Why People Hate the Media: Politico Throws Conniption Over Melania’s Stilettos

August 29th, 2017 9:46 PM

On Tuesday, Politico and writer Annie Karni provided the latest installment of why people hate the media as she published a story entitled Melania's stiletto sideshow,” symbolizing the media’s hissy fit when First Lady Melania Trump wore stilettos upon leaving Washington for the hurricane-ravaged Texas.

With people needing rescue and even dying as the flood waters continue to rise in and around Houston, Karni and other journalists (exposed in other stories here and here) seem to be most concerned about what the First Lady was wearing. Pathetic.

The outlet’s Twitter page tweeted a link to the nearly-900-word piece with an even more tone-deaf caption that’s since been deleted:

Karni’s piece wasn’t much better. She began by stating that Melania “often lets her fashion choices” do the talking and spending two paragraphs digging back to past fashion statements and how she’s been reluctant to be in the spotlight. 

Only then did Karni actually shift gears to Tuesday and showed not only her liberal bias but a lack of acknowledgement that most people travel with more than one pair of shoes: 

But on Tuesday, she appeared to put the wrong foot forward when she boarded Marine One, en route to visit emergency responders in hurricane-ravaged Texas, wearing towering black snakeskin stilettos.

The emblematic first image of the first lady heading off to visit a hurricane in heels – a moment that the president has seized on as an opportunity to project strength and show off decisive leadership – instead became another symbol of a White House that can often seem out of touch.

Melania changed out of those stilettos upon leaving the rainy-but-not-stormy Washington and into sneakers for her time visiting south Texas.

Like she was serving as a flack for the Democratic National Committee (DNC), Karni promoted the gloating of former Obama adviser Valerie Jarrett and lamented that “[t]he heels at least temporarily stole the spotlight from a gloomy president who aides said has been buoyed by what he sees, so far, as an effective coordinated response to a record-breaking storm.”

Only footnoting Michelle Obama wearing an expensive set of shoes to a Washington D.C. foodbank in 2009, she touted fellow lefty Jamil Smith and seemed to insinuate that only did the internet outrage cause her to change but this was a pattern of bad behavior:

“Small gestures send big messages,” journalist Jamil Smith wrote on Twitter, regarding the first lady’s shoe choice. “It isn’t that they keep getting it wrong. They don’t care about getting it right.”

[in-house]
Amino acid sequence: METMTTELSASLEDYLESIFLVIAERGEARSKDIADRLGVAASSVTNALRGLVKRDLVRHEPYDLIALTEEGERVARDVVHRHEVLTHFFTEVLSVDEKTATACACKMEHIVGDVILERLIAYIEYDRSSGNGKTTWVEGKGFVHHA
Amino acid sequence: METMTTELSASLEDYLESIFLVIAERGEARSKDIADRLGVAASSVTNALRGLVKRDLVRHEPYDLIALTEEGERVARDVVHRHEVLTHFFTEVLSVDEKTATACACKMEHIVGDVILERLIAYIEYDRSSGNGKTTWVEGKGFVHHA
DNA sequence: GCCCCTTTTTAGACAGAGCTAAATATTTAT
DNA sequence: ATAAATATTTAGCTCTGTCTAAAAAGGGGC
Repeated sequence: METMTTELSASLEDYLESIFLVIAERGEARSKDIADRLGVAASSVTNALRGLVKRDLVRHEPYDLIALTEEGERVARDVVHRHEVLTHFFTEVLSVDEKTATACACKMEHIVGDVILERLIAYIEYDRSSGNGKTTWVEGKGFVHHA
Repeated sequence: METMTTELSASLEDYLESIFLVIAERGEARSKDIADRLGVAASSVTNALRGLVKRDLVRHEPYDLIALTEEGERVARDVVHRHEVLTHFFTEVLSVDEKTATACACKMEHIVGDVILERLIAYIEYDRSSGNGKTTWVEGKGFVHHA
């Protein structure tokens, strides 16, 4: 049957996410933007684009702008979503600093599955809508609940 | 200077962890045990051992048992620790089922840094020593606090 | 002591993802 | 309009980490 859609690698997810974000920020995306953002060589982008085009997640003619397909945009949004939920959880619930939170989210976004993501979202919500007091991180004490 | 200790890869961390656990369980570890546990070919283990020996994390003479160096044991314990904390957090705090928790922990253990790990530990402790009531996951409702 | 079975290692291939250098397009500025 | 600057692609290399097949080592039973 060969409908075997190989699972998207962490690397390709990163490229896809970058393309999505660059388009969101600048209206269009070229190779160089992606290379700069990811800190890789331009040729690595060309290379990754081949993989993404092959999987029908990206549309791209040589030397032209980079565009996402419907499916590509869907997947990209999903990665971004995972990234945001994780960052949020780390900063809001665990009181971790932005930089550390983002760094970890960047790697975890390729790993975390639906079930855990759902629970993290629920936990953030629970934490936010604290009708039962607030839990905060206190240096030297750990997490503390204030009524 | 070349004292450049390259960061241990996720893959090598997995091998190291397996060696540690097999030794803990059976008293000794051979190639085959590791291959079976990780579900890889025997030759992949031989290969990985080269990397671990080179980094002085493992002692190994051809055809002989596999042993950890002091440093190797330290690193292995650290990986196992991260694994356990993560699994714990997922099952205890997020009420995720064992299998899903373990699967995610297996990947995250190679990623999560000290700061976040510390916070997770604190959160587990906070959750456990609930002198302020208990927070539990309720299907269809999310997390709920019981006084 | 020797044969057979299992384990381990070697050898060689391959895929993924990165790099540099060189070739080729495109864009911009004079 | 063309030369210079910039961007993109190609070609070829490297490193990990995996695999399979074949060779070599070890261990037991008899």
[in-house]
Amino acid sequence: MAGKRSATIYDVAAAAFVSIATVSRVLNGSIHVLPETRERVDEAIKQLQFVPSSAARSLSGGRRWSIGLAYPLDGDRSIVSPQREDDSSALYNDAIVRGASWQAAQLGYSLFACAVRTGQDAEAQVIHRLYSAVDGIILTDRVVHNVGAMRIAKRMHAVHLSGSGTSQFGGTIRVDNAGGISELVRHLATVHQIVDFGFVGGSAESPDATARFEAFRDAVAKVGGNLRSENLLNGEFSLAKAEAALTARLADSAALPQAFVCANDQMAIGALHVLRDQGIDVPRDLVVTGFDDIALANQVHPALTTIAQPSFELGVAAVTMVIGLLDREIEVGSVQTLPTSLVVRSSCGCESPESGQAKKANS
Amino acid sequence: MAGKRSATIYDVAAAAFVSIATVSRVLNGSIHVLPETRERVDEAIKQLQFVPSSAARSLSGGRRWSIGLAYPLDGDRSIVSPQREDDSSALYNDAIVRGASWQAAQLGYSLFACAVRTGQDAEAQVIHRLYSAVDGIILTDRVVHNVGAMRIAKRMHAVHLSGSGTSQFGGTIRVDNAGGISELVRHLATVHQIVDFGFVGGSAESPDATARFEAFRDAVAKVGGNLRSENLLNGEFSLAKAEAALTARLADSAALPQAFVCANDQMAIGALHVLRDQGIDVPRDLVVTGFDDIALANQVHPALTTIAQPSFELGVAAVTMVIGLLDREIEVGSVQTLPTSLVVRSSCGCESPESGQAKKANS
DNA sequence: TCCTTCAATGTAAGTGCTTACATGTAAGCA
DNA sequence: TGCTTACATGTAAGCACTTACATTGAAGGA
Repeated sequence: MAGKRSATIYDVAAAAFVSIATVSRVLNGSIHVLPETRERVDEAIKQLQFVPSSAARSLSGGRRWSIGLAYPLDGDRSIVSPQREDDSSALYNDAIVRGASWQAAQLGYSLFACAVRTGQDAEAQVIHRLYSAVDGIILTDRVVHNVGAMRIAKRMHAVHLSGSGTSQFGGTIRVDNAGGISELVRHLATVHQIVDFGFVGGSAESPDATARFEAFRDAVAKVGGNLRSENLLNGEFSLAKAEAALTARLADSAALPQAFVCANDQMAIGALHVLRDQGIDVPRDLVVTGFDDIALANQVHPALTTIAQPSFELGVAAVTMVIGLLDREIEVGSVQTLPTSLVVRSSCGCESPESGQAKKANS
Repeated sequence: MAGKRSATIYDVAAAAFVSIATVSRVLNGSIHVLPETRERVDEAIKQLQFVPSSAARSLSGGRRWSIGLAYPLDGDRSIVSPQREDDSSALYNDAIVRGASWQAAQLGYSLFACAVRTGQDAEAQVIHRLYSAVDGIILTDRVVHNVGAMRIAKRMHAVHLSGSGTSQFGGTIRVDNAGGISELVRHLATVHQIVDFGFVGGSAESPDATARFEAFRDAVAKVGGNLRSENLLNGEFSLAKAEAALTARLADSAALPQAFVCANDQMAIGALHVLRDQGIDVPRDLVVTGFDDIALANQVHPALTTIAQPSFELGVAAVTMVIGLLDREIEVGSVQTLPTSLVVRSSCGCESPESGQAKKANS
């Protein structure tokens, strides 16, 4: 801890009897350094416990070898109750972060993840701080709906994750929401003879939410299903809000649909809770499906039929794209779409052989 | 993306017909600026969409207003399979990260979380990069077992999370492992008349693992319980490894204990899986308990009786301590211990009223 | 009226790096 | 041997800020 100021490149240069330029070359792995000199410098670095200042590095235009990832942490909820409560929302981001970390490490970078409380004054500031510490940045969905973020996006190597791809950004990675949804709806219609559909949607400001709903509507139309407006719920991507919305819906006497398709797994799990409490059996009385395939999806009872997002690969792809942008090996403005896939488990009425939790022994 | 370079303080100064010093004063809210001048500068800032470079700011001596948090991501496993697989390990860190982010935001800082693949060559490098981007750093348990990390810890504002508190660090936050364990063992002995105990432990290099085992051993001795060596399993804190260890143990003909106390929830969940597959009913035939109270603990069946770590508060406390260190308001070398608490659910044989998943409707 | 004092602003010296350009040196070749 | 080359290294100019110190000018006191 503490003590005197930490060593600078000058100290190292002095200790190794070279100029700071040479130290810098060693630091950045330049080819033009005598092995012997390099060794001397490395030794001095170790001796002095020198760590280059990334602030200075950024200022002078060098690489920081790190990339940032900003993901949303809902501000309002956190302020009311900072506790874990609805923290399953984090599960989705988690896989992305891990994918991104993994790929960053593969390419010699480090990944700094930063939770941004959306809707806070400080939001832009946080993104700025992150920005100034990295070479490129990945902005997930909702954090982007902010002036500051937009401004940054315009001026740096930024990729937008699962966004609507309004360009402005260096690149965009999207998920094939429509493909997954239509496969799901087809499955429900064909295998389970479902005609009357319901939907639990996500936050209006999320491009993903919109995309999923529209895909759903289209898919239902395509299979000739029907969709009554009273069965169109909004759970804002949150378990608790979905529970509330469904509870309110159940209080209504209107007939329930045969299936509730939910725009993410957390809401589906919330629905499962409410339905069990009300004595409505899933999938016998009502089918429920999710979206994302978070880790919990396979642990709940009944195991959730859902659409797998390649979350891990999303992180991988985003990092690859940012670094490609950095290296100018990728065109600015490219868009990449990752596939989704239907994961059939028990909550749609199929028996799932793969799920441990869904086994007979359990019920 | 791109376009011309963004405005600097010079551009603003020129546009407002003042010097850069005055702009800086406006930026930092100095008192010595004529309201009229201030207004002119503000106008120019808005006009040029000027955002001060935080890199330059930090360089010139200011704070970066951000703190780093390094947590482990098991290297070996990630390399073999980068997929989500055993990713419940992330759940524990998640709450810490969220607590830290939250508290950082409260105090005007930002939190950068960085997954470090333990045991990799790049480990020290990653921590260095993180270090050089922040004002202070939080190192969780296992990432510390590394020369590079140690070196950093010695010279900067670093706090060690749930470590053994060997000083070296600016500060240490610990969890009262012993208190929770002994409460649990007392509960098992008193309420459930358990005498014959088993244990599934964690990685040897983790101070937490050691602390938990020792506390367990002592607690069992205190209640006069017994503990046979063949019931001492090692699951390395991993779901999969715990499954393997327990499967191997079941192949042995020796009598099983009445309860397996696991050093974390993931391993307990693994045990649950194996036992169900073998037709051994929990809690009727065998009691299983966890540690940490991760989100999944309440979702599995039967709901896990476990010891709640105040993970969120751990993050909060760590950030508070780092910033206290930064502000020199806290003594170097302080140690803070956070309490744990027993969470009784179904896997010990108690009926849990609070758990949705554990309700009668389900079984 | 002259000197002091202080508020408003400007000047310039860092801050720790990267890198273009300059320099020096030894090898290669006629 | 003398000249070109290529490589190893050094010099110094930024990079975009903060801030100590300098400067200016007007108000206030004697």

On board Air Force One to Corpus Christi, as the picture of the delicate heels ricocheted         across the Internet, Melania Trump changed into a pair of bright, white sneakers, which looked fresh out of the box.

She wasn’t the only female member of the Trump delegation wearing questionably appropriate footwear – two other women were spotted on Air Force One wearing pumps and suede heels.

The debate over the first lady’s shoes wasn’t an isolated fashion faux-pas for the women who act as the face of the Trump administration.

Instead of reworking the story to include reaction from the First Lady’s office, Karni tacked that part onto the bottom of her story and even then she couldn’t simply report the quotes without a few jabs:

There was no acknowledgment from the White House that the first lady’s storm attire was at all off-key. Instead, her staff blamed the media for creating a “sad” side circus to an otherwise somber day.

“It’s sad that we have an active and ongoing natural disaster in Texas,” said Stephanie Grisham, a spokeswoman for the first lady, “and people are worried about her shoes.”

Later Tuesday, the first lady’s office released a statement on the storm. “I want to be able to offer my help and support in the most productive way possible, not through just words, but also action,” the first lady said. “What I found to be the most profound during the visit was not only the strength and resilience of the people of Texas, but the compassion and sense of community that has taken over the state. My thoughts and prayers continue to be with the people of Texas and Louisiana.”

Whether it was Slate, Vanity Fair, Huffington Post editor Philip Lewis, Time’s Ryan Teague Beckwith, or Karni’s Politico colleague Ben White, Tuesday showed that many in the national and political media have no foresight for what actually matters.

Liberal media defenders can claim that such criticism is delegitimizing the news media and that’s not what NewsBusters is dedicated to be doing. Rather, we’re simply bringing to light stories like these in which the media have done themselves a disservice to the public. And that’s exactly what this Politico story represented.